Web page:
Five reasons why supporting Ukraine is in the USA’s interests

Photo: NATO's account on Flickr 

Analysis & Opinion

The new presidential administration in the US is currently shaping its policy towards Ukraine and the Euro-Atlantic region. Recently, the U.S. Secretary of State Rex Tillerson asked his colleagues from G7: “Why should U.S. taxpayers be interested in Ukraine?” His straightforward question, handed over to the media by the French minister of foreign affairs, took many by surprise. The Institute of World Policy summarized five main reasons why supporting Ukraine is in the interests of the United States. These arguments were discussed with a number of US experts. We hope that this publication will trigger a wider expert discussion on the topic.

1. A secure Ukraine is the guarantee of productive Transatlantic relations

What Russia is doing against Ukraine is a violation of the European security order. Not only would Ukraine’s failure destabilize Europe more, but it could also prompt Russia to try similar tactics elsewhere in Europe. Under such a scenario, the US would find it even more difficult to stay out. Thus, Europe would become a problem rather than a partner: the US would have to invest resources into stability in Europe rather than profit from the united Transatlantic actions in countering geopolitical issues elsewhere.

Moreover, lifting sanctions on Russia may increase tensions in US-European relations, since leading European countries (Germany, Great Britain and France) firmly stated that any attempt to remove Ukraine-related sanctions imposed on Russia without full implementation by Kremlin of Minsk agreements is unacceptable.

2. The fate of global nuclear non-proliferation regime is at stake

Abandoning Ukraine will deal a major blow to the nuclear nonproliferation regime, the preservation of which Donald Trump defined as one of the top foreign policy priorities in December 2016. In accordance with Budapest Memorandum (signed in 1994) Ukraine surrendered 3rd largest nuclear arsenal in the world in exchange for security assurances of US, UK and Russia to respect its sovereignty and territorial integrity. Russian aggression against Ukraine in violation of the Budapest Memorandum, combined with the restrained response of international community, sets an encouraging precedent for those countries which have or would like to have nuclear weapons. For example, it could complicate significantly the US negotiations with North Korea on the surrender of Pyongyang’s nuclear weapons or similar negotiations with other countries.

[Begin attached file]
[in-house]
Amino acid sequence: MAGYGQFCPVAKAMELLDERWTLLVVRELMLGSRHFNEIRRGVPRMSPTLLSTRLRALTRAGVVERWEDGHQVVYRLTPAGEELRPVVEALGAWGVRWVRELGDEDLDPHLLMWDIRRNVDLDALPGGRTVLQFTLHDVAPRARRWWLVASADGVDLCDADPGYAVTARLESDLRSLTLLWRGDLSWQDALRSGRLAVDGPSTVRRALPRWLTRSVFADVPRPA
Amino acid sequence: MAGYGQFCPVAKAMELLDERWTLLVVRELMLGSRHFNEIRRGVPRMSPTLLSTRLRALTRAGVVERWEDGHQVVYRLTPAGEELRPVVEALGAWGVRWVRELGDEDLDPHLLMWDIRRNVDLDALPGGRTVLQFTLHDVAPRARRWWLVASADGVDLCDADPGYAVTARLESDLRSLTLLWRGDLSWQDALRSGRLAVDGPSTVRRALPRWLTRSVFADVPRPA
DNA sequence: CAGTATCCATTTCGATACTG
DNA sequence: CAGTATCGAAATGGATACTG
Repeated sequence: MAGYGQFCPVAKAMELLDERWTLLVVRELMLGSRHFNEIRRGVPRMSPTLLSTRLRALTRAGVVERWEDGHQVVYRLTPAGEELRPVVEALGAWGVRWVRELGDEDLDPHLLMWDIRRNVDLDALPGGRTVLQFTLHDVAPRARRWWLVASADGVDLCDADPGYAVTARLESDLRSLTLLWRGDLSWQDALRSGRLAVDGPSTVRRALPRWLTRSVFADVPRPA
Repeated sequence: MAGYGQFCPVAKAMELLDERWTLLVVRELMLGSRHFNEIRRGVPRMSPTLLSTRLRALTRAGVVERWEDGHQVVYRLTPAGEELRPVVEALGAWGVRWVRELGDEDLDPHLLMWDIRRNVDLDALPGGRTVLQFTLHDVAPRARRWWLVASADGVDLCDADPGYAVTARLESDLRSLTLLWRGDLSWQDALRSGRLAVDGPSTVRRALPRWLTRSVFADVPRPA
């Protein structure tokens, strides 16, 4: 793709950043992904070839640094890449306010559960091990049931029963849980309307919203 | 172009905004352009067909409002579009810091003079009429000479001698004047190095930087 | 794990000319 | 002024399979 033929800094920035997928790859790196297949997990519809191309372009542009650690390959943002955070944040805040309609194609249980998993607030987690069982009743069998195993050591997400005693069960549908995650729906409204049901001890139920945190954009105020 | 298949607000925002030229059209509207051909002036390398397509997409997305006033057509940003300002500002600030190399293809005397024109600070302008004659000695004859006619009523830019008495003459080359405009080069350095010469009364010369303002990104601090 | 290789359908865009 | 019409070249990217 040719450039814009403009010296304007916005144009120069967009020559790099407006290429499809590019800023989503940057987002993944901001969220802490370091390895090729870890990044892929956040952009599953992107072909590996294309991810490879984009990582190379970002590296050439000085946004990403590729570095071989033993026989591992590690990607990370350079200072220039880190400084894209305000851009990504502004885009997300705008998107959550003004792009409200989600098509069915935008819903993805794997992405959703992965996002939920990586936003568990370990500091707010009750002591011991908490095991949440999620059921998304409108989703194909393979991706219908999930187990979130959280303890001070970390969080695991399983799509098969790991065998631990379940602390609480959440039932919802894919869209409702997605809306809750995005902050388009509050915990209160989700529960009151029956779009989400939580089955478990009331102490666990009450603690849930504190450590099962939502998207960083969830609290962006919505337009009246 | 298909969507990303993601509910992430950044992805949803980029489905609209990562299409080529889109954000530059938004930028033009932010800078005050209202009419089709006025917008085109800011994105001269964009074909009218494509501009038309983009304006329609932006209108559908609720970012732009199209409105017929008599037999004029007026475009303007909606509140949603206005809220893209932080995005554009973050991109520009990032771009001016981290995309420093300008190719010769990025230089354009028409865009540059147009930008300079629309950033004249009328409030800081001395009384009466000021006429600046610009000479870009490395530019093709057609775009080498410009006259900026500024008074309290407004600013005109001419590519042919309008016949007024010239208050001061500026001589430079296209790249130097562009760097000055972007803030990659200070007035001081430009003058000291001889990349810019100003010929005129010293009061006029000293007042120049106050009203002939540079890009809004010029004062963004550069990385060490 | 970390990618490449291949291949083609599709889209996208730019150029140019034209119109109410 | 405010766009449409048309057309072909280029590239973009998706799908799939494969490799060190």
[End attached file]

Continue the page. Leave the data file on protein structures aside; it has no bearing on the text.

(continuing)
3. Ukraine’s security directly affects US welfare

As guaranteed security is the prerequisite for sustainable trade and investment in the Trans-Atlantic region, and European security is unimaginable without a secure Ukraine, US welfare depends on Ukraine’s security, too. The total US-EU trade in goods and services in 2015 amounted to $1.15 trillion, and the EU is the USA’s top trading partner. Also, total EU Foreign Direct Investments (FDI) in the US economy amounts to $2.65 trillion (70% of all FDI in the US).

4. Investments in Ukraine will pay off in the long term

Considering the large amount of aid (more than $10 bn), which the US directly or indirectly provided to Ukraine after 1991, and especially after the Revolution of Dignity, Ukraine’s domestic reform course has become a special test case for US credibility as a democracy promoter. Over the last three years, Ukrainians have demonstrated their decisiveness in implementing reforms – there has been more positive change than in all the previous years of independence, and the USA has a major role to play. Ukraine’s success is a matter of time, not a matter of change. Ukraine has sufficient public resources and potential to become the most significant “success story” of Donald Trump’s Administration. Supporting Ukraine is the USA’s asymmetrical response to Russia’s actions which allows not entering into a direct confrontation, but will have a tremendous impact on the security of the region and the world. However, withdrawing support from Ukraine will most likely mean reforms will roll back.

5. Ukraine’s security is the prerequisite for the balance of power in the region

As long as Ukraine is kept independent from Russia, Russia will not be a superpower like the USSR, only a troublesome regional power. However, if Ukraine remains under Russia’s effective control, or aligned with it, the Kremlin would be allowed to further project its influence further in the Central and Eastern Europe, Balkans, and Black Sea region.

In the long run, Ukraine’s reform success will make Ukraine a democracy champion in the post-Soviet space, and will be a strong counter-argument to Russia’s hybrid interventions. As a result, Ukraine will actually need less foreign support of various sorts, with having accumulated enough capacity to withstand Russian pressure on its own.

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